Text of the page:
Notes: Abstract   The distribution of two repetitive DNA probes Sat-121 and PB6-4, specific for the section Procumbentes of the genus Beta, was tested in 16 B. patellaris monosomic addition families using a dot-blot hybridization procedure. All monosomic additions were accurately distinguished from diploid sib plants with both DNA probes. The probe PB6-4, with the strongest signal after hybridization, was selected for rapid screening of an extensive number of putative monosomic additions in B. patellaris or B. procumbens addition families using a squash-blot hybridization procedure. The probe PB6-4 detected 118 monosomic additions in 640 plants (18.4%) in eight different B. procumbens addition families. The addition family with chromosome 4 of B. procumbens was semi-lethal and could not be tested. The distribution of PB6-4 in B. patellaris addition families was confirmed in 63 addition families using the squash-blot procedure. In 4580 plants of these addition families, 628 individual monosomic additions (13.7%) were found. The relationship of the morphological characteristics of monosomic addition plants to the results of the squash-blot hybridization (plants with signal) using probe PB6-4 is quite rigorous but not complete. The correlation between plants with a signal and chromosome number (2n=19) is complete. These results indicate that sequences present on PB6-4 are probably present on all chromosomes of B. patellaris and B. procumbens. The possibility of utilizing the sequence information of Sat-121 for a PCR-based assay to screen for putative monosomic addition plants was also investigated as an alternative to chromosome counting. The DNA-amplification profiles using the primers REP and REP.INV clearly distinguished monosomic addition plants from their diploid sibs.
    Type of Medium: Electronic Resource
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  • 4
    ISSN: 1432-2242
    Keywords: Clavibacter michiganensis ; Linkagestudy ; Quantitative trait loci ; Ordinal scale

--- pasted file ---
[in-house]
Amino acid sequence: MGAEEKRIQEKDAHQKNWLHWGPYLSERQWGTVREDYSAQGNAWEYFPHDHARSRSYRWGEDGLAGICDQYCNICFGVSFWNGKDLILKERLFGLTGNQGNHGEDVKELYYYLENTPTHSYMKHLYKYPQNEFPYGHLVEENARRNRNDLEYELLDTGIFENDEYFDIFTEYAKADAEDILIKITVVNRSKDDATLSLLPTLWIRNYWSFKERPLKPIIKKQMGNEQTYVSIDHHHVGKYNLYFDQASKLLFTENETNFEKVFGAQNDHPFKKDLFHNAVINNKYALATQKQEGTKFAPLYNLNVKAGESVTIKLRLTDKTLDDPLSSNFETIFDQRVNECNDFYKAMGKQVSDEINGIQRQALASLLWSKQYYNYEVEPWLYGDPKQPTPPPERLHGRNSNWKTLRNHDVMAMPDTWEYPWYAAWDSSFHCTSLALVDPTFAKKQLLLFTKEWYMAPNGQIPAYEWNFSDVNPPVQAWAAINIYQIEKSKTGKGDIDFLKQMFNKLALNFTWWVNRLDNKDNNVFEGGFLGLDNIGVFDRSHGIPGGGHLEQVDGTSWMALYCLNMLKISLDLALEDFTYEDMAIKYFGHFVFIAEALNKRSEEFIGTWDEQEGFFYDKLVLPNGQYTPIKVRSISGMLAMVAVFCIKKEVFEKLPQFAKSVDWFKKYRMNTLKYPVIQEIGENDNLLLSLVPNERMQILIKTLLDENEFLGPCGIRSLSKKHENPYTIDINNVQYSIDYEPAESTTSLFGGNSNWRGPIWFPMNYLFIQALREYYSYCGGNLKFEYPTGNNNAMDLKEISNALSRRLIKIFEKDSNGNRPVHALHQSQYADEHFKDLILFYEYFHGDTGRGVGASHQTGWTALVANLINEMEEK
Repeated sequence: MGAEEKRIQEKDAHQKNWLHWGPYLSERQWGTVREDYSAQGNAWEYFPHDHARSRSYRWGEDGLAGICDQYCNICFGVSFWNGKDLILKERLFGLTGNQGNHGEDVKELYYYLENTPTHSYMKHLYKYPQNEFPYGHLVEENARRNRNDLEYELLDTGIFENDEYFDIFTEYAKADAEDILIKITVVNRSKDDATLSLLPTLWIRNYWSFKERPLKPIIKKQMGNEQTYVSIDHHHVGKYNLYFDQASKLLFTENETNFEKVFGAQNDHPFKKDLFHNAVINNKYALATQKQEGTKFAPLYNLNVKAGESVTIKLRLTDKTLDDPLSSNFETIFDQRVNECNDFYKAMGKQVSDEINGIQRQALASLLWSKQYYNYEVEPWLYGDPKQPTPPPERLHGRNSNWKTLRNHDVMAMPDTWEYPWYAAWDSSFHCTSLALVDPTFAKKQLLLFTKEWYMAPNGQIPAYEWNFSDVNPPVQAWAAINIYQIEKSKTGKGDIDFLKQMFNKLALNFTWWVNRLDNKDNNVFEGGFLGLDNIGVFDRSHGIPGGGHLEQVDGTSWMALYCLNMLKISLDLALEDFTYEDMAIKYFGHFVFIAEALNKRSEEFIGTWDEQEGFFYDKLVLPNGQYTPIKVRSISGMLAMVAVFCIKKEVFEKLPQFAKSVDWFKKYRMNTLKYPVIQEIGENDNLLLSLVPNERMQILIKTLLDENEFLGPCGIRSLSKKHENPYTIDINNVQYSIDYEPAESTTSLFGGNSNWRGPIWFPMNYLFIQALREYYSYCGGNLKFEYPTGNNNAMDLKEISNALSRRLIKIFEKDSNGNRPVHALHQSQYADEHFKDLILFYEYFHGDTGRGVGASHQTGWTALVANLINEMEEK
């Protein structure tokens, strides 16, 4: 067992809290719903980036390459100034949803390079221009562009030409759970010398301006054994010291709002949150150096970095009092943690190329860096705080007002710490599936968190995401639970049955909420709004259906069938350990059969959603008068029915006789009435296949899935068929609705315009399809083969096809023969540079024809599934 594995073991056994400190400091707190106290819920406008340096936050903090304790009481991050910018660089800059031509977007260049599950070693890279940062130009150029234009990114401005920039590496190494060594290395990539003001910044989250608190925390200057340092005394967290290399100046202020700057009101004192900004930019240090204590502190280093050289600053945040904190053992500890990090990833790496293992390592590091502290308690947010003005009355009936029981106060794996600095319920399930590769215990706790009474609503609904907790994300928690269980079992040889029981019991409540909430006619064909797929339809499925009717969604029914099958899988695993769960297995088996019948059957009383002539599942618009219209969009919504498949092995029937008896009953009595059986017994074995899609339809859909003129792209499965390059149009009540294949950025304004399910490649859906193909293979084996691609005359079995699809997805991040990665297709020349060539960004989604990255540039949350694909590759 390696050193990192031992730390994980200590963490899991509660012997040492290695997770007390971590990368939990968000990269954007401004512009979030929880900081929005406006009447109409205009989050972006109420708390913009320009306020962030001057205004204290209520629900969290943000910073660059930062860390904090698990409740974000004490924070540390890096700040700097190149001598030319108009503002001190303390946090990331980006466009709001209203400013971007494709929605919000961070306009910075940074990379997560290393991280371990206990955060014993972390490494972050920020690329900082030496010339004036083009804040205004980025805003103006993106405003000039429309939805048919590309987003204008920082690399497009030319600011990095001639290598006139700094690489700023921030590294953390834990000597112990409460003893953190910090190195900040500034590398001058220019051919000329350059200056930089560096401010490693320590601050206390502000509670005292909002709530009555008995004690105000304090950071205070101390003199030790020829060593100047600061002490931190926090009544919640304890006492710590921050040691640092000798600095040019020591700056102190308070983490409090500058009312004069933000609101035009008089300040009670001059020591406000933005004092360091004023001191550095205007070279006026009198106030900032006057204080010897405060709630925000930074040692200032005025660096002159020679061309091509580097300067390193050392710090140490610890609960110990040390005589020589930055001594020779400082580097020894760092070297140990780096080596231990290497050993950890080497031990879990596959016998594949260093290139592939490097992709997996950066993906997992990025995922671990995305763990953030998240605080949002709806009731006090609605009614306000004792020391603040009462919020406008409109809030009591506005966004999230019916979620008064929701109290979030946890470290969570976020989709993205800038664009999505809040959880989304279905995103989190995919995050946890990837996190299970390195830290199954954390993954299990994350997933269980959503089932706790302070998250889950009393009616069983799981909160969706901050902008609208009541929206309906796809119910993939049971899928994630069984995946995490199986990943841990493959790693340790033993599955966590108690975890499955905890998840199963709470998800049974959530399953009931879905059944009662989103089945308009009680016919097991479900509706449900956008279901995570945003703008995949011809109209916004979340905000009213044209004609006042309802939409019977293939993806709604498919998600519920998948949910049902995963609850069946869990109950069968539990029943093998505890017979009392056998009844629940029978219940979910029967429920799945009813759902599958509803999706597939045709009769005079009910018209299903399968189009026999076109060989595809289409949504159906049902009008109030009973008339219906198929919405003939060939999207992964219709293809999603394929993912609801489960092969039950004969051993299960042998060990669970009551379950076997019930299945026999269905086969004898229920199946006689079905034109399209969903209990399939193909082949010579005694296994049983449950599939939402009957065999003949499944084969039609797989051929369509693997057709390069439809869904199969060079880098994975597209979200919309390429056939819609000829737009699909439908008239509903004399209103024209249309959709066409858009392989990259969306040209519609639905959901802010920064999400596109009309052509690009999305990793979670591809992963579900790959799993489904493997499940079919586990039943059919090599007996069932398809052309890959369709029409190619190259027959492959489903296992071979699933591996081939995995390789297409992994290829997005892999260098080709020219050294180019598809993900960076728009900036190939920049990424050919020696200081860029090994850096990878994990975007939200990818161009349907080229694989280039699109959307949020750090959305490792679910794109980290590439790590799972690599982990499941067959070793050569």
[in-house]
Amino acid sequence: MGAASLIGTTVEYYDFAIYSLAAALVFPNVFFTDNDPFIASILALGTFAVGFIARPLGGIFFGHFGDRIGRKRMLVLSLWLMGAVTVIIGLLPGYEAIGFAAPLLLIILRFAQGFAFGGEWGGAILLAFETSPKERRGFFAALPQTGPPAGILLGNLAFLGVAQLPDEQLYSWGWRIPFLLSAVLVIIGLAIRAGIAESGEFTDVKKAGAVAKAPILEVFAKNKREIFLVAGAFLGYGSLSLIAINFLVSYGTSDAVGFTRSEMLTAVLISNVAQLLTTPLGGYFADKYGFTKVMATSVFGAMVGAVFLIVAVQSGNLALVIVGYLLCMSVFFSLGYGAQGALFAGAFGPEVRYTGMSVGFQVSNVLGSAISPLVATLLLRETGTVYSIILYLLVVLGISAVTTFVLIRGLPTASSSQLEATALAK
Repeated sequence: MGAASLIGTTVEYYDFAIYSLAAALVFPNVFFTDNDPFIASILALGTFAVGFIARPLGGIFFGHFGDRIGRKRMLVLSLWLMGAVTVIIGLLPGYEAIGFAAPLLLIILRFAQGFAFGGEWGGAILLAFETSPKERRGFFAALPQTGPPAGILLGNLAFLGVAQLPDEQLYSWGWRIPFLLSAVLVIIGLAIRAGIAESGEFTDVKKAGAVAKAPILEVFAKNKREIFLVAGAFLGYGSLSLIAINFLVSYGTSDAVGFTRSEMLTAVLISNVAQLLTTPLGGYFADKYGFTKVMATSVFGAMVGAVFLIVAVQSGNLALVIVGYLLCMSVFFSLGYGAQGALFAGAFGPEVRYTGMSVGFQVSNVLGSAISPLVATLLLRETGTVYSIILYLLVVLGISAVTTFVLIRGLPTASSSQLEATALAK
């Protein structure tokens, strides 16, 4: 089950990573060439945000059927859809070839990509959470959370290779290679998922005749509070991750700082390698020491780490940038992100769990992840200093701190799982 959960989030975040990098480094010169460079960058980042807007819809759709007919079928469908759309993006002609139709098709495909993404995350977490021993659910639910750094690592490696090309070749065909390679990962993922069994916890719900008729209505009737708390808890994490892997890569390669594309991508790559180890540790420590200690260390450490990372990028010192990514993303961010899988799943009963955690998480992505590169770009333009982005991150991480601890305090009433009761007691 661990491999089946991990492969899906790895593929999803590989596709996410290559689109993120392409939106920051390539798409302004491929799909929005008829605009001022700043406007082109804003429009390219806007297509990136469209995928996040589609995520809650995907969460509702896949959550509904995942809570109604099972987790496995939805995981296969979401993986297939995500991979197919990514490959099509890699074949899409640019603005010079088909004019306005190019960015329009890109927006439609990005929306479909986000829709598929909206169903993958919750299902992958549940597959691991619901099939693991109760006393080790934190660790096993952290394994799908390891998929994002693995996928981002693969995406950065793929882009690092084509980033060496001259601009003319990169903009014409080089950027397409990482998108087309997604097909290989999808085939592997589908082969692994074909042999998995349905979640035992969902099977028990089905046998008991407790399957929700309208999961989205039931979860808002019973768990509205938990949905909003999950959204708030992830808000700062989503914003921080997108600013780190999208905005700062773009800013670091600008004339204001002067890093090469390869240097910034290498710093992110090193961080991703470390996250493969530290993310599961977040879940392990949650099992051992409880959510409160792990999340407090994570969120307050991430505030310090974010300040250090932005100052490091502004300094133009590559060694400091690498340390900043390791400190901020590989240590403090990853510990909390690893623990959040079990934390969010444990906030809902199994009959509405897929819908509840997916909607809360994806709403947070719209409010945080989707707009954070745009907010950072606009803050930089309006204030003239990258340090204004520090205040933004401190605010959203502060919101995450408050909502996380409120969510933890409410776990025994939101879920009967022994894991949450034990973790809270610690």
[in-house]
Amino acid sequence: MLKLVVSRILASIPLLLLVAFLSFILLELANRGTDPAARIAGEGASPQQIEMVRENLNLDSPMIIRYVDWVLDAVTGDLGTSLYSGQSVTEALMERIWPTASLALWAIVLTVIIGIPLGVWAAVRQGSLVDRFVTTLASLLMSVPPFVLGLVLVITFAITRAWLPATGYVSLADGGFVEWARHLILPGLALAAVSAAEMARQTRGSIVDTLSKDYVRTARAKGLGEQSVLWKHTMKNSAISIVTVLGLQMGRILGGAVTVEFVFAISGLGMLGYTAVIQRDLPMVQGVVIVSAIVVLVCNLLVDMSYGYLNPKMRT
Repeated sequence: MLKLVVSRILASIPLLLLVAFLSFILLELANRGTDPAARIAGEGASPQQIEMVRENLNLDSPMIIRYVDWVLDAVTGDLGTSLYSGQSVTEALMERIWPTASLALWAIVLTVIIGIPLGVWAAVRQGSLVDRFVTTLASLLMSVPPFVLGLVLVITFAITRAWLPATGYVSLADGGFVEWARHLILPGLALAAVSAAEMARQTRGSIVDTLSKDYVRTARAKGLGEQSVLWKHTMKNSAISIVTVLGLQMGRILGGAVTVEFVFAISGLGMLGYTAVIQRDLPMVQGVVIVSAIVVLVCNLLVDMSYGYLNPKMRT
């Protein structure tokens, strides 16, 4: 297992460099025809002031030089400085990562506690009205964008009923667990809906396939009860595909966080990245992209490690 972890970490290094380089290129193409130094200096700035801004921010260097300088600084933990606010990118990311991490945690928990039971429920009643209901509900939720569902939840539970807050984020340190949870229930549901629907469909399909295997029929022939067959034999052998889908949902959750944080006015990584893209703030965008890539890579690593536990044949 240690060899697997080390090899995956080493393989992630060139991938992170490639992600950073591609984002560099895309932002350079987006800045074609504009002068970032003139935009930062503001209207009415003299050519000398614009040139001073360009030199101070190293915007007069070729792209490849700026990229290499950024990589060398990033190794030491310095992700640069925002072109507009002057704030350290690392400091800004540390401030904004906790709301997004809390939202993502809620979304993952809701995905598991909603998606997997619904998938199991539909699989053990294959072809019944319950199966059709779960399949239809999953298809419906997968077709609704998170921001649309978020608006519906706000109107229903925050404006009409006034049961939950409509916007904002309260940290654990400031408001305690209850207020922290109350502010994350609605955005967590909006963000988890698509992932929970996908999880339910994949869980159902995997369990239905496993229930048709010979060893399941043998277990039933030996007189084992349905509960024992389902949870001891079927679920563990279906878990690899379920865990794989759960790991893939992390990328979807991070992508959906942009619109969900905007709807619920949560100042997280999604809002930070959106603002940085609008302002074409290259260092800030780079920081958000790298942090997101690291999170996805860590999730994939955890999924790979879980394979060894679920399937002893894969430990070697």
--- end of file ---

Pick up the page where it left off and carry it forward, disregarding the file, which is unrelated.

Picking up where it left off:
Source: Springer Online Journal Archives 1860-2000
    Topics: Biology
    Notes: Abstract A backcross population of the L. peruvianum accession LA 2157, which is resistant to bacterial canker caused by Clavibacter michiganensis ssp. michiganensis, with the susceptible L. peruvianum accession LA 2172 was evaluated for the segregation of C. michiganenis resistance and of RFLP markers in order to map the loci involved in this resistance. The development of symptoms of the disease was scored using an ordinal scale. The mapping of the disease resistance was hampered by distorted segregation ratios of a large number of markers and unexpected quantitative inheritance of the resistance. By means of the Kruskal-Wallis rank-sum test, five regions on chromosomes 1, 6, 7, 8 and 10 were identified that may be involved in C. michiganensis resistance.
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  • 5
    ISSN: 1615-6110
    Keywords: Crassulaceae ; Sedum rupestre ; Chromosome numbers ; hybridization ; allopolyploidy ; chloroplast DNA RFLP ; evolution
    Source: Springer Online Journal Archives 1860-2000
    Topics: Biology
    Notes: Abstract InSedum rupestre L. a polyploid series (x = 16) occurs in which aneuploid chromosome numbers and odd levels of ploidy prevail. The most common and widely distributed cytotype,S. rupestre subsp.rupestre, is 2n = 112. Plants resemblingS. rupestre subsp.rupestre can be obtained by hybridizing the tetraploid cytotypes ofS. forsterianum Sm. (2n = 48) andS. rupestre subsp.erectum 't Hart (2n = 64). Comparison of these artificial hybrids with their parents and a large number of plants ofS. rupestre subsp.rupestre (2n = 112) from nature showed thatS. rupestre subsp.rupestre and the artificial hybrids are morphologically indistinguishable, and intermediate betweenS. forsterianum andS. rupestre subsp.erectum. MorphologicallyS. rupestre subsp.rupestre is closer to subsp.erectum than toS. forsterianum. Chloroplast DNA restriction patterns ofS. rupestre subsp.rupestre, however, resembleS. forsterianum more closely. The combined results of the hybridization experiments, the analysis of the cpDNA restriction patterns, and the morphological variation indicate the allopolyploid origin ofS. rupestre subsp.rupestre.